Lung Capacity: Andrew McPhail, Vincent Chevalier and Lisa Lipton


Andrew McPhail: Sorry, 2009, installation view, 2011: Images courtesy the artists. Photo: ARTSPACE, Peterborough.Andrew McPhail: Sorry, 2009, installation view, 2011: Images courtesy the artists. Photo: ARTSPACE, Peterborough.

By April Steele

Lung Capacity: Andrew McPhail, Vincent Chevalier, Lisa Lipton
To November 5, 2011

Lung Capacity features the work of Andrew McPhail, Vincent Chevalier and Lisa Lipton, three Canadian artists looking at contemporary approaches to the themes of identity, disclosure and mortality.

McPhail’s three text-based works, single words written with a variety of dollar store finds, explore both his HIV-positive status and his own sexual identity. Poof, from his 429 synonyms for homosexual series, is crafted from cheap blonde hair extensions; Sissy is created with shiny silver party decorations and other plastic jetsam; and Sorry is scrawled in black latex gloves. The words, trailing to the ground and culminating in a string of unshaped material, are earnest, moving and filled with pathos. The artifice of the materials used stands in stark juxtaposition to the gravitas of his subject; the hairpieces and tinsel all shine a little too brightly, and the gloves hang darkly and limply, markedly devoid of human presence. The works are beautiful, luminous, stark and inescapably tragic.

Vincent Chevalier: So… when did you figure out you had AIDS?, 2010: Video still.Vincent Chevalier: So… when did you figure out you had AIDS?, 2010: Video still.Chevalier’s single work, So... when did you figure out you had AIDS? is a piece of found home video footage of a mock television talk show created by the artist and a friend in 1996, when Chevalier was thirteen. In the talk show, Chevalier plays the character of a man dying from AIDS. In reality, Chevalier would be diagnosed with AIDS six years later. The nature of the found footage lends incredible complexity to the work. In the video, the host, a teenaged girl, begins by stating, “Today’s show is going to be very serious. So don’t laugh, don’t pee your pants, or don’t run around naked. ’Cause it ain’t funny.” Chevalier, as ‘Kamni Chooputchi’, a man dying from AIDS, wears a disheveled fluorescent yellow clown’s wig (he later explains that he has lost his beautiful hair). Chooputchi confides that he found out he had AIDS after he went to the doctor for a severe case of the hiccups, and that he also caught cancer from having HIV. He oscillates rapidly between periods of facetious cheeriness, bouts of coughing, frantic giggling and crying, “I don’t want to die! Please, don’t let me die!” At the end of the video, the screen suddenly goes blank. The camera cuts to the host who announces dramatically, “He just died. From AIDS. That could happen to anybody.” Chooputchi, lying dead on the couch, pops up suddenly with a burst of maniacal laughter.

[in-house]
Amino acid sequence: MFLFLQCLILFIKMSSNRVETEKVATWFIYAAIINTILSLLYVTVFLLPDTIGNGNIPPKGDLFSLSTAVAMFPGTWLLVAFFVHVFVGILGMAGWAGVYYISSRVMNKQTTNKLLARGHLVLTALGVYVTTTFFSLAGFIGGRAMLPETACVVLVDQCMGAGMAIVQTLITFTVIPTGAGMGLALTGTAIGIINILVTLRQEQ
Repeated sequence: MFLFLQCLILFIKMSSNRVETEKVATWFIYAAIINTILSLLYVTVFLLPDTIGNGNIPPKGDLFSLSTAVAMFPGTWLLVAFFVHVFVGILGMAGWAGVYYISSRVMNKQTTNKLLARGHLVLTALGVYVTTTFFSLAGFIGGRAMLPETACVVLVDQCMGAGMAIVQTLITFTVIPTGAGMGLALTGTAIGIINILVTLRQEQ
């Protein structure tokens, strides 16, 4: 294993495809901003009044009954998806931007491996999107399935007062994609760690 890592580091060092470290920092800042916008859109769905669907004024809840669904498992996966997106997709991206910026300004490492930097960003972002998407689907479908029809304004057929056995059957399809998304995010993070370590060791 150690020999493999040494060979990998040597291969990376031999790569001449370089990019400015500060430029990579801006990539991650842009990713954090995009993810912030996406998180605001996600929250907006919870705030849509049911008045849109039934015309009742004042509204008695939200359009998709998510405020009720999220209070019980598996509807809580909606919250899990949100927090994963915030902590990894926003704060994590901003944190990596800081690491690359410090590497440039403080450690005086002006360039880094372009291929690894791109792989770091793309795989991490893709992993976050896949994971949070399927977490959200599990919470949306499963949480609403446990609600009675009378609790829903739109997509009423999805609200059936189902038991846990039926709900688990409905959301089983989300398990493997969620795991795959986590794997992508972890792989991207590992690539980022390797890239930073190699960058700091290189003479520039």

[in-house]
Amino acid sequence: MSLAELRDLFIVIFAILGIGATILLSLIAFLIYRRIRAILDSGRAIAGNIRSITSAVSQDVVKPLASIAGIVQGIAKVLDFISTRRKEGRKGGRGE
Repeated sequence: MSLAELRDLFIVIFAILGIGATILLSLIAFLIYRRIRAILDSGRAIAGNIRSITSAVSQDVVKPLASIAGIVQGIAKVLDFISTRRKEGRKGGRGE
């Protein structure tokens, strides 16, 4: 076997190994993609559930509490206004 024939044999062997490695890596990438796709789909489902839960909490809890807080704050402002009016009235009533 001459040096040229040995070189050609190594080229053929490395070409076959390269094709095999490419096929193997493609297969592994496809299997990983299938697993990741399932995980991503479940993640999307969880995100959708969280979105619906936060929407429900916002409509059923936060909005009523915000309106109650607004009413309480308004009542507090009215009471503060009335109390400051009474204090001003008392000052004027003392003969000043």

Lisa Lipton: You Can Take My Bicycle, 2010, installation detail: Photo: ARTSPACE, Peterborough.Lisa Lipton: You Can Take My Bicycle, 2010, installation detail: Photo: ARTSPACE, Peterborough.The acting is overwrought, over-dramatized, confusing and, discomfortingly, deeply humourous. The viewer is unsure how to simultaneously process the seriousness of the topic and the darkly surreal humour of the children’s production. By presenting this found footage as part a gallery show, Chevalier makes a further point about privacy and disclosure. In the context of the exhibition, the piece, originally the spontaneous work of a childhood rainy day, becomes shockingly real and laden with conflicting emotions.

Halifax artist Lisa Lipton’s interactive installation, You Can Take my Bicycle, comprised of a hand-knit ‘grandfather suit’, stationary bike and two video projections, presents questions surrounding aging, death, anxiety and loss; particularly, the acceptance of mortality in old age and the realities of the physical body’s eventual failure. The viewer is intended to experience the work by wearing the knitted grandfather suit while pedaling the bike, which powers the two projections as well as a ring of knitted red roses that rotate around the base of the bike. The projections, one a haunting operatic performance; the other, the backlit outline of a rose, are meant to stand in as projected memories recalled during the last moments of life. Every component of the piece is cyclical in some way  the videos loop, the roses turn, the pedals spin – evoking the fragile, interconnected cycles of life. By placing the viewer in the work and providing him with the apparatus of age, Lipton affords a brief opportunity to experience the inevitable necessity of contemplating one’s own mortality.

April SteeleApril Steele is an emerging independent curator and writer currently based in Toronto. She holds an MA in Art History from the University of Toronto. Recently curated exhibitions include Liminal Place at Artspace, Peterborough; and Maidens, Spindles, and Mothers-of-all at Forest City Gallery, London.